Negro, Brannan & Zuelzer
Thirty to forty per cent of patients will not respond to their initial antidepressant treatment. The augmentation of antidepressants is an important strategy for these treatment resistant patients (Thase & Rush, 1995). A new augmentation strategy, the use of pindolol, has been reported to potentiate the clinical effects of the selective serotonin reuptake inhibitors (SSRIs) and monoamine oxidase inhibitors by enhancing serotonin function (Artigas et al, 1994, Blier & Bergeron, 1995). Pindolol, a known beta blocker, also blocks 5-HT1A receptors, thereby increasing the available amount of serotonin in the synaptic cleft (by preventing autoreceptor inhibitory regulation) (Hjorth & Auerbach, 1994).
There is also evidence of a role for serotonin in aggression (Mann, 1995). Perturbations in serotonergic system may exacerbate irritability and possibly trigger violent behavior. This could be a shortcoming of pindolol augmentation of SSRIs. We report a case of a patient who had an unexpected worsening of irritability after receiving pindolol to augment sertraline antidepressant action.
A 26-year-old male with a long history of dysthymic disorder presented for treatment after months of worsening of depressive symptoms (insomnia, anhedonia, irritability, poor concentration, low energy, and suicidal ideation), consistent with the diagnosis of major depression, -moderate. He also described episodes of physical aggression towards his spouse with increased irritability leading to violence. He was very regretful of his aggressive behavior, and reported a relation between irritability and proneness to violence. Despite the occurrence of violent behavior, the patient did not fill criteria for antisocial personality disorder. There was no evidence of alcohol or substance abuse during the treatment.
The patient was begun on sertraline 50mg/day and trazodone 50mg at bedtime with disappearance of irritability, partial improvement of insomnia and energy level, but persistence of sadness and anhedonia. A sertraline blood level was 17ng/ml (normal range 10-100ng/ml for our laboratory) after three weeks. His sertraline dose was increased to 150mg/day and trazodone was increased to 150mg/night in the following two weeks without improvement of sadness, anhedonia or residual insomnia. The patient developed anorgasmia. His sertraline dose was then decreased over one week to 50mg/day. There were no complaints of irritability, but patient still reported some anxiety and had transient withdrawal symptoms (mainly a flu-like syndrome for two days) during the one-week taper of sertraline from 150mg/day to 50mg/day.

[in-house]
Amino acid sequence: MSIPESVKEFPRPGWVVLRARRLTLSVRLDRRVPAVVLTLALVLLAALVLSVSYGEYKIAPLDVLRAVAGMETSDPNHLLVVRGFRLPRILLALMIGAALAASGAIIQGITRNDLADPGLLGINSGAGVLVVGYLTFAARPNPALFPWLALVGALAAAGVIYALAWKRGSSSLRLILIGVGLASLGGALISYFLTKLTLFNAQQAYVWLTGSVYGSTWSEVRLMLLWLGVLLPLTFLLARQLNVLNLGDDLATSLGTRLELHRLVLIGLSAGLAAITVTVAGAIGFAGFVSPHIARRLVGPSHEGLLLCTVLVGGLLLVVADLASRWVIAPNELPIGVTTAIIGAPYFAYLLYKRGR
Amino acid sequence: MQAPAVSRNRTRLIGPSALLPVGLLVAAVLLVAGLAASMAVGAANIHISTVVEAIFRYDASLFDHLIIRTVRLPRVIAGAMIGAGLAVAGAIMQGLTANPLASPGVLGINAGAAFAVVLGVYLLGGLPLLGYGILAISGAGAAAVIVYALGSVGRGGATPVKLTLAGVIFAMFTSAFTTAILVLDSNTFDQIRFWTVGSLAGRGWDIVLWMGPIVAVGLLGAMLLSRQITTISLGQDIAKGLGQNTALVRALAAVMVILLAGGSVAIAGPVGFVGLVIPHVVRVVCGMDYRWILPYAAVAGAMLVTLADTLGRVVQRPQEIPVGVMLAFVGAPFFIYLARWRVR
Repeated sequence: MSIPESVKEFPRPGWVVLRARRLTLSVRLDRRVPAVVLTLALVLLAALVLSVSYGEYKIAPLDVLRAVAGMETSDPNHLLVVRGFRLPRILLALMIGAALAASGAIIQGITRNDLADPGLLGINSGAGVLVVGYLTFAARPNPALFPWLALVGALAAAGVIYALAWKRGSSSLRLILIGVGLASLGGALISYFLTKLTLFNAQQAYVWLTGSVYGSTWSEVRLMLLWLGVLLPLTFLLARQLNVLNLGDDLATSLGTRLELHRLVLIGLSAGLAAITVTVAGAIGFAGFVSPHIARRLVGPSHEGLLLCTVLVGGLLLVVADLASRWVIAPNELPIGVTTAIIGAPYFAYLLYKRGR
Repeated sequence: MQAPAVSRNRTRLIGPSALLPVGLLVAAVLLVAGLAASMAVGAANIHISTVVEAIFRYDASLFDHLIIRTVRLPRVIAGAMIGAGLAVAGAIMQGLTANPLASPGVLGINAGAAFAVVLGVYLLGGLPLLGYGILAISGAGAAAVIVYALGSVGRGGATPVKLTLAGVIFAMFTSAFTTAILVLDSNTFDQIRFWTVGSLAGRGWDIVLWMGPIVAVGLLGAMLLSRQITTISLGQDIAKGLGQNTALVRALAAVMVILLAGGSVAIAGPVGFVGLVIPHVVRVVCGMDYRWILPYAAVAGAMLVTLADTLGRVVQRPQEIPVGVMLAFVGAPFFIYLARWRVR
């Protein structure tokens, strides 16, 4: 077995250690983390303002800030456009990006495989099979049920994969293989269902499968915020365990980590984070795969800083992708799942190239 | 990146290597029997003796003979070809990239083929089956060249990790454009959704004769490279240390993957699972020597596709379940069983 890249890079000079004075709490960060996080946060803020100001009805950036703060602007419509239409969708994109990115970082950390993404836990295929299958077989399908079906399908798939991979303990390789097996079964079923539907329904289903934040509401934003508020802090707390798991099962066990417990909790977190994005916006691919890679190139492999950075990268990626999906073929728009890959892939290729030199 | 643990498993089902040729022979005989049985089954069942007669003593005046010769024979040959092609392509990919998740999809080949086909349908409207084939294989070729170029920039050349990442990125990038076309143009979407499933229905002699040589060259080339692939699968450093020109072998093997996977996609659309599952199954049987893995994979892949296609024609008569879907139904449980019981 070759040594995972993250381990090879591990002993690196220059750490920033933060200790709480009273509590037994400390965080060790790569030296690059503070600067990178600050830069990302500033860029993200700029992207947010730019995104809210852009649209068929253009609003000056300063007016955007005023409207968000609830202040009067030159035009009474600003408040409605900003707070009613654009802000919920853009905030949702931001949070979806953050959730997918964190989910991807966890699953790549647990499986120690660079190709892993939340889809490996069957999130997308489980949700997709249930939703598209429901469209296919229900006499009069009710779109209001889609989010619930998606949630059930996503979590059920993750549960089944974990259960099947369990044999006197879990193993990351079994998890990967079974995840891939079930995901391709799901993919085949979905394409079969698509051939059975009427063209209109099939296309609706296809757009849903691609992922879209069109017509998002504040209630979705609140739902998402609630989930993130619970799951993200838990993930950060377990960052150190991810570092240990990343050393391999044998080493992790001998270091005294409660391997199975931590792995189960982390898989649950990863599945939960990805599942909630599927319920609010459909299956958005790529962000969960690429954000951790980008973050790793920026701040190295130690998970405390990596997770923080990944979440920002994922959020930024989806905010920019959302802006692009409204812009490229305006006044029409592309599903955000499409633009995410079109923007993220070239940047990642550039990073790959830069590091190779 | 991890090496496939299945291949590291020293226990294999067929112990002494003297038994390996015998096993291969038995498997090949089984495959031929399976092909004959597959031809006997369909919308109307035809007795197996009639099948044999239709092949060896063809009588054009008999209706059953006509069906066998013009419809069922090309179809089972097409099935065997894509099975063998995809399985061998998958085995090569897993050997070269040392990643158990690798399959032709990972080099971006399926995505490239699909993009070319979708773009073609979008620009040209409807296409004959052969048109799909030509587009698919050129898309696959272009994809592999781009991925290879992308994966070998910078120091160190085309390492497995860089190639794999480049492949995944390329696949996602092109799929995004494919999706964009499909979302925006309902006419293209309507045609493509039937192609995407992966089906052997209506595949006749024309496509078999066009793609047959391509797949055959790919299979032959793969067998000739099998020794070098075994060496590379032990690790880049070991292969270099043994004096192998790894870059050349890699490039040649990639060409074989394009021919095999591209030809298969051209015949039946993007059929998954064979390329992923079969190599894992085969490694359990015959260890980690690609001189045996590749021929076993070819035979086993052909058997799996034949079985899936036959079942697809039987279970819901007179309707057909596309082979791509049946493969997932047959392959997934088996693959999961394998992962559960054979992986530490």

At that point the patient was started on pindolol 5 mg twice a day (in addition to 50mg/day of sertraline). The patient reported an exacerbation of irritability and anxiety after two days, but no worsening of sadness, loss of concentration, decrease of energy, appetite or sleep. He missed work for the first time in two months and asked his spouse to leave him alone because he was afraid of becoming violent. Pindolol was discontinued at the end of the second day. Resolution of the irritability and anxiety occurred within 24 hours. On 50mg/day of sertraline there was no further irritability. The patient remained on 150mg/day of trazodone throughout these events.
Our patients irritability was stable for two months on sertraline prior to the addition of pindolol. As a result of the augmentation, there was an unexpected exacerbation of irritability and anxiety. Despite the good results of Artigas et al. and Blier & Bergeron, increasing irritability was one of the reported shortcomings of this treatment. In our patient increased irritability occurred soon after adding pindolol (to sertraline and trazodone) and rapidly dissipated after pindolol was discontinued. He did not report worsening of sadness or other depressive symptoms. This strongly implies that in this patient augmentation with pindolol was associated with increased irritability without affecting antidepressive activity. We hypothesize that pindolols role in changing the serotonergic system caused this occurrence.
The complexity of the serotonergic system precludes an easy explanation of these phenomena. In a recent review of the neurobiology of violence, Mann (1995) pointed at the inverse relation between CSF 5-HIAA and irritability and aggression. This implies decreases in serotonergic function may relate to irritability. This contradicts the association between irritability/aggressiveness and pindolol augmentation in our patient (which implies increased serotonergic function). We currently know of a multitude of serotonergic receptor subtypes. These subtypes likely correspond to different systems. Our patient was also receiving trazodone, which blocks 5-HT2 receptors. Trazodone inhibits serotonin reuptake and may have a serotonomimetic action through its major metabolite, m-chlorophenylpiperazine (m-CPP) and we could not rule out a putative fluctuation on anxiety and irritability due to the interaction of pindolol and trazodone (Hyman et al, 1996). Therefore, augmentation with pindolol altered the function of the serotonergic system in a complicated way and it is unlikely that simple increases or decreases of the serotonergic neurotransmitter system adequately explain these phenomena. We agree with Coplan et al. (1995) that dysfunction of interdependent 5-HT pathways, possibly secondary to pathological receptor sensitivities, might account for disparate aggressiveness, anxiety and mood effects of 5-HT related compounds.
|Paulo Jácomo Negro, Jr., M.D.
Clinical Neuroendocrine Branch
National Institutes of Mental Health,
National Institutes of Health
10 Center Drive, Bldg.10, Rm 2D46
Bethesda, MD 20892
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Version 1.0 First Published 6th June 1997
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